What is the common factor linking book-flips, solitaire, twelve-tone music and the solution of quartic equations? Answer: .
Symmetries of a Book — or a Brick
Take a book, place it on the table and draw a rectangle around it. How many ways can the book fit into the rectangle? Clearly, once any single corner of the book is put at the top left corner of the rectangle, there is no further lee-way; the positions of the remaining three corners are determined. Thus, there are four ways the book can fit into the rectangle. They are shown — for a randomly chosen book — in the figure above.
The four orientations of the book can be described in terms of simple rotations, starting from the upright configuration:
- Place the book upright with front cover up (that is, do not move it).
- Rotate through 180º about X-axis (horizontal line through centre).
- Rotate through 180º about Y-axis (vertical line through centre).
- Rotate through 180º about Z-axis (line through centre perpendicular to book).
We use the four symbols for these operations. We denote the combination or composition of two operations by . It is clear that any operation performed twice brings us back to the original position:
Moreover, combining any two of gives the third, for example, . This means that . Drawing up a full table of combinations of two operations, we get the following table (the Cayley table):
This is a simple example of a group, a set of elements together with a rule for combining them. A group operation must satisfy four conditions: closure, associativity, identity and inverse. The book symmetries are a realization of the Klein 4-group, .
The Klein 4-Group
The group was introduced by Felix Klein in his study of the roots of polynomial equations, solution of cubics and quartics and the unsolvability of the quintic equation. The orientations of a book, or symmetries of a rectangle, are just one way to describe the group. A more formal representation is to express the rotation operations as 3-by-3 matrices. The identity matrix represents the identity transformation and the rotations through 180° about the axes are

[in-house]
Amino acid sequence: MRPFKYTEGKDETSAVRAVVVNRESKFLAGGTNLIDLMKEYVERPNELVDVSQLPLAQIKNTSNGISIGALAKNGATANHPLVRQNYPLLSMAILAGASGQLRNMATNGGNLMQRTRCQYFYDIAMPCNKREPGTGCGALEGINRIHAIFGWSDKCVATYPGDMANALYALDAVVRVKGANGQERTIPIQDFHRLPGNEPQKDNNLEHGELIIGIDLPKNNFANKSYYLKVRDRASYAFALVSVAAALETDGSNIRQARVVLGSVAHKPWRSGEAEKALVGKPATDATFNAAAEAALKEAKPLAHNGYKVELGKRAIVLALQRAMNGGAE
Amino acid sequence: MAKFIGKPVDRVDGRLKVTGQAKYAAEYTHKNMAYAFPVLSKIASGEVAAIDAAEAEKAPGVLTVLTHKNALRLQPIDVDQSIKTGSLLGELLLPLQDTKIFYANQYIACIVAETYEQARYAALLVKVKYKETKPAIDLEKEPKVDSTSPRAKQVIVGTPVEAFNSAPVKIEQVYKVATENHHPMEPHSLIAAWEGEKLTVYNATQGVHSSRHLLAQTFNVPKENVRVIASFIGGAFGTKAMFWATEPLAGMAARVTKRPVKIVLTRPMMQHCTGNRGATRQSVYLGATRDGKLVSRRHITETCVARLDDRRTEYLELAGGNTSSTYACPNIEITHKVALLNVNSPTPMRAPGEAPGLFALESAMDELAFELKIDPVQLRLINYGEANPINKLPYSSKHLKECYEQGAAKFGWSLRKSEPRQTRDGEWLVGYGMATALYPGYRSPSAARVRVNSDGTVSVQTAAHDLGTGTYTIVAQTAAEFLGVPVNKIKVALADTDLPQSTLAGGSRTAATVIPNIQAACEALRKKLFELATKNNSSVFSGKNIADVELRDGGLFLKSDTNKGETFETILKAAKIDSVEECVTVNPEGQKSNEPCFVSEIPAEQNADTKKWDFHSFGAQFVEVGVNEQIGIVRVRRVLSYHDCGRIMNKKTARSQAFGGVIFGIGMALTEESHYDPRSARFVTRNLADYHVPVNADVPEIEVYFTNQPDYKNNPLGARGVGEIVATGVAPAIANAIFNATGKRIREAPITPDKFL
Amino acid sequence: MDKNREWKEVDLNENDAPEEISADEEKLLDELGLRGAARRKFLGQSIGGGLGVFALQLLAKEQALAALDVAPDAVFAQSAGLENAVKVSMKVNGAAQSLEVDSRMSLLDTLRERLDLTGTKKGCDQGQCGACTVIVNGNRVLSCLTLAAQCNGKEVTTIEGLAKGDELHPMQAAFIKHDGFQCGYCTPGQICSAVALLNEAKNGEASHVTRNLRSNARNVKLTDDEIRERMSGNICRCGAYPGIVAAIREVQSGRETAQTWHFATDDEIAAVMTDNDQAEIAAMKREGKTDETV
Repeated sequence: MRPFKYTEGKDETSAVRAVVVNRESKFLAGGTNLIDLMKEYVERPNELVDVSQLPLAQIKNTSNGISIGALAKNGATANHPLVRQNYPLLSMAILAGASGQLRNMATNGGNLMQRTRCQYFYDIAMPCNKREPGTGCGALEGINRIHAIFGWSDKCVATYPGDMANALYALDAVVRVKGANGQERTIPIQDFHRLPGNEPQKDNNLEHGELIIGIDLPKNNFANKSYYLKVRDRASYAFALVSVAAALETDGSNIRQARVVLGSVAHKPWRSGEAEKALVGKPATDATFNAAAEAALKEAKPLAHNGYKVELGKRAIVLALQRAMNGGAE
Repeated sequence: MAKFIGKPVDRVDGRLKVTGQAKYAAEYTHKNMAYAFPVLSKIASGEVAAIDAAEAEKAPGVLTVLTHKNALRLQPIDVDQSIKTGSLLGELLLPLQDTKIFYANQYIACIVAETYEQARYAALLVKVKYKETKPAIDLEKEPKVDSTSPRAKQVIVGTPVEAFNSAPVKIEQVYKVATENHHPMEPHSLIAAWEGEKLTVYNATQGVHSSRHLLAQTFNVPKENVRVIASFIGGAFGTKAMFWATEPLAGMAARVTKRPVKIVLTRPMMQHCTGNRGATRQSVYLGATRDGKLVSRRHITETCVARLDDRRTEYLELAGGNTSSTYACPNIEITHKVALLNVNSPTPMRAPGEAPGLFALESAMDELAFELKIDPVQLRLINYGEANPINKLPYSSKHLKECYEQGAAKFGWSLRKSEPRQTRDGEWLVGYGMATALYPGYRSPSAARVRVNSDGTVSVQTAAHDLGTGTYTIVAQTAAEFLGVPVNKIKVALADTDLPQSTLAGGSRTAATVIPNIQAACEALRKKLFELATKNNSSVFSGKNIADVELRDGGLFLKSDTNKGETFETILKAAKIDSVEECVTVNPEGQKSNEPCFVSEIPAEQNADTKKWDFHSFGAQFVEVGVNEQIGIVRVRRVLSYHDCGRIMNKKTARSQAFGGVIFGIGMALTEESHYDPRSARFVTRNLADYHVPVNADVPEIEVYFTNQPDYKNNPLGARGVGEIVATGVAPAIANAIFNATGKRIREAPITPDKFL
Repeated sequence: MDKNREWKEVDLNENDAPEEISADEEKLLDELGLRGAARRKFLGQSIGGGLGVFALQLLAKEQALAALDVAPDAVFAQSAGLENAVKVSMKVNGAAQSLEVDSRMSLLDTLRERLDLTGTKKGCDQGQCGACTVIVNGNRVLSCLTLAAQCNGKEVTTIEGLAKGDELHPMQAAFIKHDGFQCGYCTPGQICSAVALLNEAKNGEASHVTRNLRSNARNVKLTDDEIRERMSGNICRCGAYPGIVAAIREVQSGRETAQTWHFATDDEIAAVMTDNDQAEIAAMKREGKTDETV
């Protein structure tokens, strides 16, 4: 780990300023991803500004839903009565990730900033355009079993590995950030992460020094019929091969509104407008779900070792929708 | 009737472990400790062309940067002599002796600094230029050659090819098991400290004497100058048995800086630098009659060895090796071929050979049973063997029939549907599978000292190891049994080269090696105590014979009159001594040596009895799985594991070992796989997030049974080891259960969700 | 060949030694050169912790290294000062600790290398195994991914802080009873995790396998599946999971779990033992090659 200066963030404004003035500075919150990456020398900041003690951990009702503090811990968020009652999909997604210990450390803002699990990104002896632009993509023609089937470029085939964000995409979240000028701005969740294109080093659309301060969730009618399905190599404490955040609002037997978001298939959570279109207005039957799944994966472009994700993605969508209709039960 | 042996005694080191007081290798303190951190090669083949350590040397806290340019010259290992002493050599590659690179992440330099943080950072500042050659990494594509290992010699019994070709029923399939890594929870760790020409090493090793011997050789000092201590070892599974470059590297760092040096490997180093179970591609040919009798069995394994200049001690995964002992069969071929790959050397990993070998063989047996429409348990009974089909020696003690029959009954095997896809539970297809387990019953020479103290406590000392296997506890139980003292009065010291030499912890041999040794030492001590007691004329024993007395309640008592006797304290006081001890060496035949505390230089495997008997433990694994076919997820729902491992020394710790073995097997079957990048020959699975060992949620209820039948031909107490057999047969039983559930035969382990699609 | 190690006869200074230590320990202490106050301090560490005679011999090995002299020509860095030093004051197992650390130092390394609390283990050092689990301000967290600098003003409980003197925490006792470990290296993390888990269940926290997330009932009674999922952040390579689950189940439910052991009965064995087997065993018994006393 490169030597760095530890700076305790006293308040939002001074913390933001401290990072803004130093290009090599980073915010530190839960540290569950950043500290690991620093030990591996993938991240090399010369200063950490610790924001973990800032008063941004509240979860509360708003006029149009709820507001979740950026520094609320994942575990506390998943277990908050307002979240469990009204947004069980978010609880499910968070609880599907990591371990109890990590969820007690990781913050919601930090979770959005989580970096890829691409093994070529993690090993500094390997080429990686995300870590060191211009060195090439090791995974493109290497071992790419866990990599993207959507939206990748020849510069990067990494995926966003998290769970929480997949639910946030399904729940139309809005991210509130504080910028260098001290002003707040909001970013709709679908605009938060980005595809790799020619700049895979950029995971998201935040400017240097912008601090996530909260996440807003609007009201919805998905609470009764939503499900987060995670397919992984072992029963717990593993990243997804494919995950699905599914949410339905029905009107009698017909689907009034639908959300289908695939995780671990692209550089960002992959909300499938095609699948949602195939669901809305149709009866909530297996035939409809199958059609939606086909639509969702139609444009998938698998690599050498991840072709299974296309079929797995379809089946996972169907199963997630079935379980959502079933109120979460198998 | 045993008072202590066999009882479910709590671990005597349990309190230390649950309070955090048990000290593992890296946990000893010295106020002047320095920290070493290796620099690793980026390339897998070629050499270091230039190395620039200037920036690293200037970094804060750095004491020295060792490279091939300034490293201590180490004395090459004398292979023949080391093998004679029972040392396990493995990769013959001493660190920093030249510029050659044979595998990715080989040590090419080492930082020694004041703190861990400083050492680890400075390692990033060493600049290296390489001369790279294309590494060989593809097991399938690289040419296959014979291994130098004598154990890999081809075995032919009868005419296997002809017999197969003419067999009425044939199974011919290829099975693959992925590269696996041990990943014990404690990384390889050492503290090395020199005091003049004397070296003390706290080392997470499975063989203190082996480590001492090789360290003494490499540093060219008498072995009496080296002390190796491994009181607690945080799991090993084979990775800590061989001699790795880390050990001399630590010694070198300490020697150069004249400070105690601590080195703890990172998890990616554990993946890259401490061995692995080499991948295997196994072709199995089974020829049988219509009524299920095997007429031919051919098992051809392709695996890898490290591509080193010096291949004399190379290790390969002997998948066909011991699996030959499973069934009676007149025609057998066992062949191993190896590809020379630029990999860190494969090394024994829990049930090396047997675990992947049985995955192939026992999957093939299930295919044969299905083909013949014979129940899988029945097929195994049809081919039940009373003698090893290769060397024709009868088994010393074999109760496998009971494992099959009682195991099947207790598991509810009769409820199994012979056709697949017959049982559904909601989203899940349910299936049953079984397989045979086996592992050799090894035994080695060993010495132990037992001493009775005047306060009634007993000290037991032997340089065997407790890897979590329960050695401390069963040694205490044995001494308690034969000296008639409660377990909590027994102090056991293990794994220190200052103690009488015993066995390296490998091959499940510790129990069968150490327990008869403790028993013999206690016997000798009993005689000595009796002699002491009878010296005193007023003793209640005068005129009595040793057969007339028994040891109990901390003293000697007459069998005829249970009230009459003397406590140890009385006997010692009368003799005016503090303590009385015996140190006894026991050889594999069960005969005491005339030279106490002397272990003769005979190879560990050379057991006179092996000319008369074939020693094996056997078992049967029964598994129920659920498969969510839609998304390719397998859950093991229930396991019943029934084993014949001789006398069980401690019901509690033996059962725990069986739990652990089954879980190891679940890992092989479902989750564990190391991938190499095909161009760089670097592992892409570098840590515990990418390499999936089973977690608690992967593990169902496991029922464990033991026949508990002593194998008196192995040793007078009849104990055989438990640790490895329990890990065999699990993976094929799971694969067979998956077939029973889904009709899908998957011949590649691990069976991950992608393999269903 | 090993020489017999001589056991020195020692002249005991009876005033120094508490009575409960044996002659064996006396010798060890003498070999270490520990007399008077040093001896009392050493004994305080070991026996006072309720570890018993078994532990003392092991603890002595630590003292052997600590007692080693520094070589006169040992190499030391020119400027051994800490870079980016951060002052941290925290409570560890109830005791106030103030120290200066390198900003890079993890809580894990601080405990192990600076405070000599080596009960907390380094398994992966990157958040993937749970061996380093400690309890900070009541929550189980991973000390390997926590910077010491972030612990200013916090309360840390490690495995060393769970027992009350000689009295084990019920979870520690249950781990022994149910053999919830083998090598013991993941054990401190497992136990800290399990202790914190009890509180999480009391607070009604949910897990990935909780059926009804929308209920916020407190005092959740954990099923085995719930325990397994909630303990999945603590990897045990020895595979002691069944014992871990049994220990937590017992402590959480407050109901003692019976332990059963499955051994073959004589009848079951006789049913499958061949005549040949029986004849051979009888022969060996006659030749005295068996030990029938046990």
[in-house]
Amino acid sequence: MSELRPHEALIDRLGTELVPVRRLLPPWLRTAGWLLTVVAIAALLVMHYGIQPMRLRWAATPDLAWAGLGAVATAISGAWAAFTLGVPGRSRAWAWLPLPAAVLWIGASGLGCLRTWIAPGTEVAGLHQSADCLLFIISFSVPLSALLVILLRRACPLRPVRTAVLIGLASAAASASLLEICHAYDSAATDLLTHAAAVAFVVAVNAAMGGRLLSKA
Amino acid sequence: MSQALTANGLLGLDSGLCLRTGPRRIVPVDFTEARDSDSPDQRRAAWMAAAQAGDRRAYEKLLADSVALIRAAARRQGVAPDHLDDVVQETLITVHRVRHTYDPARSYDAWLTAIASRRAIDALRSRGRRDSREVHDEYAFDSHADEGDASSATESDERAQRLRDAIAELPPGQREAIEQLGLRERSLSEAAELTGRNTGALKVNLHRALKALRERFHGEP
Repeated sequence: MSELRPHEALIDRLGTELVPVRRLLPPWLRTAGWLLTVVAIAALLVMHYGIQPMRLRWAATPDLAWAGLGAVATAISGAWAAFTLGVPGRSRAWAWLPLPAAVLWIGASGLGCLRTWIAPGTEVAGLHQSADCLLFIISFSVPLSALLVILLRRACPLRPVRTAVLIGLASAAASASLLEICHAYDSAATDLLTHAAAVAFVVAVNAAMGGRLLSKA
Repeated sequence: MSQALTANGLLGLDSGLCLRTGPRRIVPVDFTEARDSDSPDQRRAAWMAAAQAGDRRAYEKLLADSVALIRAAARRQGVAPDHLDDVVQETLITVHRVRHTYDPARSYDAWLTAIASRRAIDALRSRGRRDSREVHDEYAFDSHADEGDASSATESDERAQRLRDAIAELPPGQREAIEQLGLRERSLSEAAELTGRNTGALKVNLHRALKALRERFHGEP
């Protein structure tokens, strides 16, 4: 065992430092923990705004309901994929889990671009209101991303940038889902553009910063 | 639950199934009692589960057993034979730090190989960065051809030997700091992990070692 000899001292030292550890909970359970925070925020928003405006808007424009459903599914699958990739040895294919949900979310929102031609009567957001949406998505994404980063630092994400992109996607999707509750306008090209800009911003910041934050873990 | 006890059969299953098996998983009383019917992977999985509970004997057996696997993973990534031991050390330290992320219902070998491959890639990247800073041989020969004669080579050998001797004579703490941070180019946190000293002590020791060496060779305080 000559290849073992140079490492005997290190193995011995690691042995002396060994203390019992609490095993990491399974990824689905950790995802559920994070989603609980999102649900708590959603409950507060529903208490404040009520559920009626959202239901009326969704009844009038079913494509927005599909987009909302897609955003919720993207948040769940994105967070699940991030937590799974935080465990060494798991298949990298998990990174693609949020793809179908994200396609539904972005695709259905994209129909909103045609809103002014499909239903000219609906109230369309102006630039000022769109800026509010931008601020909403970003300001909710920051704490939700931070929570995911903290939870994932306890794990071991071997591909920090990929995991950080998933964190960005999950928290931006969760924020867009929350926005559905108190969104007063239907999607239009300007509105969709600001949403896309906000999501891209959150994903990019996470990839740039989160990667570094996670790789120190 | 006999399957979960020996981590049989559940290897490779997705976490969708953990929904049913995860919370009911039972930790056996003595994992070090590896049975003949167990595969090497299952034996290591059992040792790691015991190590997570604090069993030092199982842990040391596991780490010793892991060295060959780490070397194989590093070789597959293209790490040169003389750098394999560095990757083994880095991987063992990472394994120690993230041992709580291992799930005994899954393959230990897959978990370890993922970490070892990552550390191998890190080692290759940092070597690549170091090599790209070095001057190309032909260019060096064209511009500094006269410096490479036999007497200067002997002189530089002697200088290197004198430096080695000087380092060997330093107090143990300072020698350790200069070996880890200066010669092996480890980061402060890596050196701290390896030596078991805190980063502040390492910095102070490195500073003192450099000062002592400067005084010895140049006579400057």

It is a simple matter to show that these matrices satisfy the same multiplication table as shown above. Thus is a representation of the group in the special orthogonal group of rotations in .
The book — or at least its infinitely thin idealization — can be thought of as a 2-dimensional object. Suppose we wish to remain in the plane; then only the operations and can be performed. But we can replace the other two rotations by reflections in the and axes. Then we represent the four operations by four 2-by-2 matrices in the orthogonal group of isometries (distance preserving transformations) in . The matrices are the identity matrix and the three matrices
Again, it is simple to show that the matrices have the same Cayley table as . Thus, they are a representation of the group in terms of matrices in 2-dimensional space. The configurations are shown below.
The Klein 4-group is also useful for musicians working on twelve-tone composition. In the twelve-tone technique — aka dodecaphony — the composer starts with a tone row containing all the notes of the chromatic scale. This tone row can then be transformed using reflection (left-right flip), inversion (up-down flip) or a combination of these (rotation through 180º). These transformations are completely equivalent to the symmetries of a rectangle, embodied in the group .
Another application of is to the solution of the board-game called solitaire. Bialostocki (1998) showed, on the basis of simple group theory using the Klein 4-group, that there are precisely five possible finishing positions with just one peg remaining, or just two positions if rotations are ignored.
Finally, we mention that the Klein 4-group occurs in Galois’ Theorem, which gives conditions under which a polynomial equation is soluble in radicals: is a component in the chain of subgroups , giving a basis for the solution of the quartic equation.
♦ Bialostocki, Arie, 1998: An application of elementary group theory to central solitaire. College Math. Jour., 29, 208–112.